Answers to Big Questions About Gold

The former overseer of America's gold stash shares some insights

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Answers to Big Questions About Gold

Q: What part should gold play in aggressive portfolios? Long-term conservative portfolios?

A: The goal of an aggressive portfolio is appreciation with a high degree of tolerance for risk. This is accomplished with a greater weighting toward stocks with some consideration toward bonds, cash and gold. Given the recent stock rally and what some assume to be the end of gold’s dramatic bull run over the last few years and the gold price plateau over the past few months, it would be easy to minimize any position in gold. But that would be a mistake.

From January 2000 to December 2011, gold was up 440.4% while the Dow was up 5.5%, the S&P down 14.1% and the Nasdaq down 37.3%. As recently as 2011, gold still outperformed all three stock indexes: gold up 10.3%, the Dow up 5.1%, the S&P down 1.6% and the Nasdaq down 2.5%. Because our deficit and national debt is at record levels, coupled with Congress and the president unlikely to meaningfully address the fiscal policies that led to our problems, gold prices have room to rise.

The goal of a long-term conservative portfolio is to generate returns and provide a stable income while reducing the likelihood of a significant drop in the value of the portfolio. This is mostly accomplished with a greater weighting toward bonds and an appropriate allocation in gold. In addition to buying gold bullion coins and sometimes gold bullion bars, many investors elect to convert a portion of their IRA into a gold IRA.

Depending on the size of the portfolio and the goals of the investor, the gold allocation is usually between 5%-10% but can be as high as 15%. If we are entering into a new era of prosperity with a long bull market for stocks, a robust economy, federal budget surpluses and declining national debt, an investor might consider a gold allocation closer to 5%. But if we are entering into an era of greater economic and political instability with a bear market for stocks, a slow economy, big federal budget deficits and growing national debt, an investor might consider a gold allocation closer to 15%.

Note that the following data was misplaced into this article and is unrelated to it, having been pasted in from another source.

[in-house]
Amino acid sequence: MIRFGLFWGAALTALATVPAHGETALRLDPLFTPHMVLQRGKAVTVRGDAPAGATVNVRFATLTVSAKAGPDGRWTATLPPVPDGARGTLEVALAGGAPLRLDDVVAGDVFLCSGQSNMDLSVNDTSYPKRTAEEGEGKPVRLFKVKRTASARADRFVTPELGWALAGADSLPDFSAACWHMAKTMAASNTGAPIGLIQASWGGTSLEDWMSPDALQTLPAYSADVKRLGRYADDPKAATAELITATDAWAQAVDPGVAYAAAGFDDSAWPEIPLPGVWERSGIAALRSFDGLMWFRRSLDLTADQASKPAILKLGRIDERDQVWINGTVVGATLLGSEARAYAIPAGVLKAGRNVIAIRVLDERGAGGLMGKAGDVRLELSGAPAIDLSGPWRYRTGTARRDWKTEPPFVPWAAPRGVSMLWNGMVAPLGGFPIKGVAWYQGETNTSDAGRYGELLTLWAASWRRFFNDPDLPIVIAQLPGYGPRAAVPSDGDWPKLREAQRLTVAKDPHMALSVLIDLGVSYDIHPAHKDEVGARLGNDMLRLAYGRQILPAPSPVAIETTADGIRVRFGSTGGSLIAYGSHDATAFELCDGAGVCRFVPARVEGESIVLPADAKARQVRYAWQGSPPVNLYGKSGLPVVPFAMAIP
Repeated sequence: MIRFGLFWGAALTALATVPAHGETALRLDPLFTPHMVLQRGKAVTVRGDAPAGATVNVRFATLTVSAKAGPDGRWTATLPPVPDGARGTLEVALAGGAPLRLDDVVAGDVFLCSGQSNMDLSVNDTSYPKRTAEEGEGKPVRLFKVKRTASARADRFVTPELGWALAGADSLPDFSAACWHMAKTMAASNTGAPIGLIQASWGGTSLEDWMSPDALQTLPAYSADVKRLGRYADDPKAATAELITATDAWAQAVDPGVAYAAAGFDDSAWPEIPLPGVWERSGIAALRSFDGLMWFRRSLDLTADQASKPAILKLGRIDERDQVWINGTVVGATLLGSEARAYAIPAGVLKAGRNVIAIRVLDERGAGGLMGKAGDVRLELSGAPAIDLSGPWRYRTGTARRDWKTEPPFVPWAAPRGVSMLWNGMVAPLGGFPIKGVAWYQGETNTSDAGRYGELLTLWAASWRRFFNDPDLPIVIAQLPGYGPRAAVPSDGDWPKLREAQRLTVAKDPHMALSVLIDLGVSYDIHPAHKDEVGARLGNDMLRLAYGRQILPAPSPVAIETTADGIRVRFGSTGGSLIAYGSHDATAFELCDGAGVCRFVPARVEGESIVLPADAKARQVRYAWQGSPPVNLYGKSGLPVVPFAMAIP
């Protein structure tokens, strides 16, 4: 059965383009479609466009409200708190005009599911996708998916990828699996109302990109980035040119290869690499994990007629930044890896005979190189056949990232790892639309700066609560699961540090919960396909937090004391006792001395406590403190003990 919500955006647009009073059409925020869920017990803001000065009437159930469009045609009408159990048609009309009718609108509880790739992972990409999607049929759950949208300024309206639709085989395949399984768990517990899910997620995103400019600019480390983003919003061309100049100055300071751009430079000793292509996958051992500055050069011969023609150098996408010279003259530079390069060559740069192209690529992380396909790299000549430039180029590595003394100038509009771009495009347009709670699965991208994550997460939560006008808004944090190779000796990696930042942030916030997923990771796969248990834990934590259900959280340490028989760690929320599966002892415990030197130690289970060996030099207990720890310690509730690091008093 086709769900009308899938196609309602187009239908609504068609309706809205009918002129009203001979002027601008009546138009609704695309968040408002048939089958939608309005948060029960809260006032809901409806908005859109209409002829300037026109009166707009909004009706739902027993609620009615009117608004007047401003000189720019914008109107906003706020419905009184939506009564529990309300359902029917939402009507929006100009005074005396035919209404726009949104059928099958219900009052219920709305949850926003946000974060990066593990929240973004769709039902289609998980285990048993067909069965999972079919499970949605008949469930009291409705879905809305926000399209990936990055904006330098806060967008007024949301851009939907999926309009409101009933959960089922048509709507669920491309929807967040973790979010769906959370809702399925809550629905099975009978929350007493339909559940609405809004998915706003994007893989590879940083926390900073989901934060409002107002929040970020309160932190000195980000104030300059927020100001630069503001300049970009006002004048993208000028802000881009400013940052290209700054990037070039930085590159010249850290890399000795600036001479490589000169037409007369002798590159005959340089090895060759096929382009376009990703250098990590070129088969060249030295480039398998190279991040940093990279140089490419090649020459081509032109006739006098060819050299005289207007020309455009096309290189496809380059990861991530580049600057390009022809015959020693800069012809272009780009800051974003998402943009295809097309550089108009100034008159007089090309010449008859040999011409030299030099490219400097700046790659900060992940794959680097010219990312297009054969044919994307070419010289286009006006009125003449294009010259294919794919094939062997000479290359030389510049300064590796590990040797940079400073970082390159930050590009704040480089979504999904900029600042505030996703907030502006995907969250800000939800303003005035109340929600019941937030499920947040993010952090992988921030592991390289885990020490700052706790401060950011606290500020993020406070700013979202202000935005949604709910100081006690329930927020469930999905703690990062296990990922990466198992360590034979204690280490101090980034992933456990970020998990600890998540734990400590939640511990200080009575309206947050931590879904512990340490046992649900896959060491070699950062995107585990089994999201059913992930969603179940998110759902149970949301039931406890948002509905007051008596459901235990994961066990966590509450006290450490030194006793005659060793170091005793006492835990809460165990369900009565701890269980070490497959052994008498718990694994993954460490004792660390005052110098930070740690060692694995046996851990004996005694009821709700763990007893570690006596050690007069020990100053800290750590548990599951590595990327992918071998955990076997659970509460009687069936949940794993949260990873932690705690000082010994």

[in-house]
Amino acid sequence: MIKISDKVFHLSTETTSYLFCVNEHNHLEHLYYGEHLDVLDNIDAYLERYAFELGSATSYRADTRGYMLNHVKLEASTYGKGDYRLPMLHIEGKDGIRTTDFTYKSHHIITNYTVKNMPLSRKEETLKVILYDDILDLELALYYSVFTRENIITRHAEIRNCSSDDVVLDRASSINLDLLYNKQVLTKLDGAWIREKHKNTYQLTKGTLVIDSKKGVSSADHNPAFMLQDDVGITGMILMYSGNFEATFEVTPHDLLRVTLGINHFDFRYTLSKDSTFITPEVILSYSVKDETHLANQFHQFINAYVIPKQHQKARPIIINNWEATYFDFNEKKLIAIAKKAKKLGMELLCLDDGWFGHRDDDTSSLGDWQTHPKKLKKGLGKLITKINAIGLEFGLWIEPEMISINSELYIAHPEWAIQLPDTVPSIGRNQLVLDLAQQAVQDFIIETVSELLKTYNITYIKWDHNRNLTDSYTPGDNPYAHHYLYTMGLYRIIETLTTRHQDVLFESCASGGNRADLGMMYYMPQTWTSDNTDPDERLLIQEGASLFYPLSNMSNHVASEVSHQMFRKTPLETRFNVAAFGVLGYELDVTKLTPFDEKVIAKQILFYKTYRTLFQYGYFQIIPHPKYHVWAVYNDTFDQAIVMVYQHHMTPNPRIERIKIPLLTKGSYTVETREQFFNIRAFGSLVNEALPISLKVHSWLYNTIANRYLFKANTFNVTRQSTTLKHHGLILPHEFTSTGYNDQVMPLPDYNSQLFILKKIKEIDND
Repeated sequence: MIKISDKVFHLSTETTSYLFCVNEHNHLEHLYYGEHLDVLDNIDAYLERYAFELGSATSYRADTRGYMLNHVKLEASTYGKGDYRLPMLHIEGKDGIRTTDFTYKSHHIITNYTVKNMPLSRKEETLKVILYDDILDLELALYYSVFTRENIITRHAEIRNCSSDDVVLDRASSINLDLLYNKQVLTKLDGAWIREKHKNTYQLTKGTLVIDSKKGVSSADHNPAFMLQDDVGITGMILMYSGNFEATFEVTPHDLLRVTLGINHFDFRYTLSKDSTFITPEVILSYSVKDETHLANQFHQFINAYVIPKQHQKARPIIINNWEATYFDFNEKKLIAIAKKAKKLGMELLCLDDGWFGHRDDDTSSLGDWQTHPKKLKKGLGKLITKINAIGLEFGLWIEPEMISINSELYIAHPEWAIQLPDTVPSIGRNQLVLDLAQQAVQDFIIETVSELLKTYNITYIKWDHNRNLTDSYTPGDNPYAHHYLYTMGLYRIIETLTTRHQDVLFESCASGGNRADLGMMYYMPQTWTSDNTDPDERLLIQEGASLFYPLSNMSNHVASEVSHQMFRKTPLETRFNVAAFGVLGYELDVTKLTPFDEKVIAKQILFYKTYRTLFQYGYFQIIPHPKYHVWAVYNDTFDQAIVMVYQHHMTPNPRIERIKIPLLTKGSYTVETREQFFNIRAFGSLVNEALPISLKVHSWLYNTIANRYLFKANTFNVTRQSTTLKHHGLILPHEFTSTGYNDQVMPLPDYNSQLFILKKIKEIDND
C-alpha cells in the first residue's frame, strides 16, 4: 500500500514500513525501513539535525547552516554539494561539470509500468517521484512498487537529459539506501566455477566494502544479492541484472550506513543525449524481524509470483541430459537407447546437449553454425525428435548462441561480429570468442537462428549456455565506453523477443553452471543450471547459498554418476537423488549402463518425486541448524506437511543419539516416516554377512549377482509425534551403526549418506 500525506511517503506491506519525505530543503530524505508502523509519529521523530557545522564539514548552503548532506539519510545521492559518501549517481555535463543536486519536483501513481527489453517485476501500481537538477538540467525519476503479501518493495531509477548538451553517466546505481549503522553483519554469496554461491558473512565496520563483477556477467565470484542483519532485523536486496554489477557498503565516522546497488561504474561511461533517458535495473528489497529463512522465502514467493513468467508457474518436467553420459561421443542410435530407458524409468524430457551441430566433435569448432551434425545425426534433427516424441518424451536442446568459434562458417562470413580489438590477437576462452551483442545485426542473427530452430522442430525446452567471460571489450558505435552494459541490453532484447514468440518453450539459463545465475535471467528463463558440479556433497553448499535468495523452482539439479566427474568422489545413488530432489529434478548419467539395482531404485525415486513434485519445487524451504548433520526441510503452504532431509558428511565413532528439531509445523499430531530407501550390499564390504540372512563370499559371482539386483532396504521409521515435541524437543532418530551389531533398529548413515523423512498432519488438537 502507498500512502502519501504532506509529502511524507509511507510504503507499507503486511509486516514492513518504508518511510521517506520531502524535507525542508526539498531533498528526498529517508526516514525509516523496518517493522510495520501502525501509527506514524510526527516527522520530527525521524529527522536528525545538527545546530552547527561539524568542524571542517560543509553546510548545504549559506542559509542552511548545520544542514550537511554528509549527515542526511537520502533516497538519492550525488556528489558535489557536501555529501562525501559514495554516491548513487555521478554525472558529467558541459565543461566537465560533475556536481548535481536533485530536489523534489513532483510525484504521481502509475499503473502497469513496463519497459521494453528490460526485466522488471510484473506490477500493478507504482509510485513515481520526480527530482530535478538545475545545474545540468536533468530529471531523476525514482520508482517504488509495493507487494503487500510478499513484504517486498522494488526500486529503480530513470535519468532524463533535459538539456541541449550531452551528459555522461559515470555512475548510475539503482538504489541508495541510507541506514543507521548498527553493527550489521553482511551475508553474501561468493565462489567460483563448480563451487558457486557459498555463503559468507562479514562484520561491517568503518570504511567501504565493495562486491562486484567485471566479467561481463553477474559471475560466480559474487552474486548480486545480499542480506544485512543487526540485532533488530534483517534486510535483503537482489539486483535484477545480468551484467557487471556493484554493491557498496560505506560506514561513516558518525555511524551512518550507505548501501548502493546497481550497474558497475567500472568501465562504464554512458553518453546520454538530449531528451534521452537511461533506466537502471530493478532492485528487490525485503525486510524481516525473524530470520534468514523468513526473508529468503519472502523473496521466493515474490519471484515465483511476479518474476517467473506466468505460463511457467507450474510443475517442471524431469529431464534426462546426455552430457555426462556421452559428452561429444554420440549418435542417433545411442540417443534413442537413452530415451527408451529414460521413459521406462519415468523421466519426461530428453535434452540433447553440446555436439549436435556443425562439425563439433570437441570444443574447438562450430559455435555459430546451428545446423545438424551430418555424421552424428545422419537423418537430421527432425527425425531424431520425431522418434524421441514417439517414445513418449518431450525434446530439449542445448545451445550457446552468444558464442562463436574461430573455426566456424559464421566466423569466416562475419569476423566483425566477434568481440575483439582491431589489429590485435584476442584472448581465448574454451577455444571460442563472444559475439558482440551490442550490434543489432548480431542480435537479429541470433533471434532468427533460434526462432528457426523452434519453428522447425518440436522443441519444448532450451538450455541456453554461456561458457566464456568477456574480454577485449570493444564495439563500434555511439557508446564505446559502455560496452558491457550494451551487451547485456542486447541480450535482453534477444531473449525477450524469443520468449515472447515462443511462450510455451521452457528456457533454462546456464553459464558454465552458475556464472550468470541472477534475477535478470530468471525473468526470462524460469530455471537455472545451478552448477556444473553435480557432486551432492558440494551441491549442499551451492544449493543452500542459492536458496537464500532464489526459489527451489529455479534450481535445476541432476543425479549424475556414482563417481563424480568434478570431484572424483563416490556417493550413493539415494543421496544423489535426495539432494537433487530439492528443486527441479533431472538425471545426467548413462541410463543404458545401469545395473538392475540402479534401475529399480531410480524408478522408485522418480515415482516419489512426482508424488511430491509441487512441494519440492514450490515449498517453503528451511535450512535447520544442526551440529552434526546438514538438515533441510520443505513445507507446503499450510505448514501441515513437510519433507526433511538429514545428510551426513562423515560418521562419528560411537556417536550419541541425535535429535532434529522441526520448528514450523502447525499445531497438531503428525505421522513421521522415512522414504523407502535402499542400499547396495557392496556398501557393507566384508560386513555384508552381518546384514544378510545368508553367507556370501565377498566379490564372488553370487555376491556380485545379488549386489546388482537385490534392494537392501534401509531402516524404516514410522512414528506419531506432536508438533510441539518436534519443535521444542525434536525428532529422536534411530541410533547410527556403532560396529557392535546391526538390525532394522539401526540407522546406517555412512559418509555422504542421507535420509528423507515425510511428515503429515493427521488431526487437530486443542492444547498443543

Personally, I am 10 to 15 years away from retirement and have a moderately aggressive portfolio that is adjusted for a lower tolerance for risk. I have set my goal to allocate 10% of my portfolio in gold and own both a gold IRA and gold bullion coins (made by the United States Mint), which I purchased from Morgan Gold.

Q: Not wanting to miss the opportunity to ask someone with extensive knowledge of coin currency … What are your thoughts on Canada’s discontinuance of the penny, and whether the U.S. should follow suit?

A: The trend among economically developed countries is to eliminate their lowest-denomination coin, add a high-denomination coin and shed their lowest-denomination bill.

The reason is economic. Due to inflation, the lowest-denomination coin has little utility, yet because it is made of metal, costs more to produce than what it is worth. And because bills are made of paper, their lifecycle is much shorter than their equivalent coin, making coins much more economically feasible over time. Canada, Australia, New Zealand and the euro are all variations on this theme.

But here in the United States, old habits die hard. Usually obsolete coinage (does anyone remember a half-penny or half-dime?) ceases to be made by the United States Mint due to lack of demand. Congress does have the ability to eliminate them, but they have seldom exercised that authority. Who wants to go down in history for getting rid of Abraham Lincoln? Or getting rid of the greenback, which has been the symbol of American economic strength around the world?

Eliminating the penny would save the taxpayers $60 million per year. Eliminating the dollar bill and substituting the dollar coin would save the taxpayers $184 million per year. That is $2.44 billion over 10 years, which is not exactly chump change.

Recently, because of the potentially harmful impact of the next round of budget sequestration, Congress is starting to look at alternative ways to cut the budget and is debating a proposal to eliminate the dollar bill and substitute it with the dollar coin.

Ready to jump in? Here’s two easy ways to invest in gold.

Kyle Woodley is the assistant editor of InvestorPlace.com. As of this writing, he did not hold a position in any of the aforementioned securities. Follow him on Twitter at @KyleWoodley.


Article printed from InvestorPlace Media, http://investorplace.com/2012/04/what-you-should-know-before-hopping-into-gold/.

©2014 InvestorPlace Media, LLC

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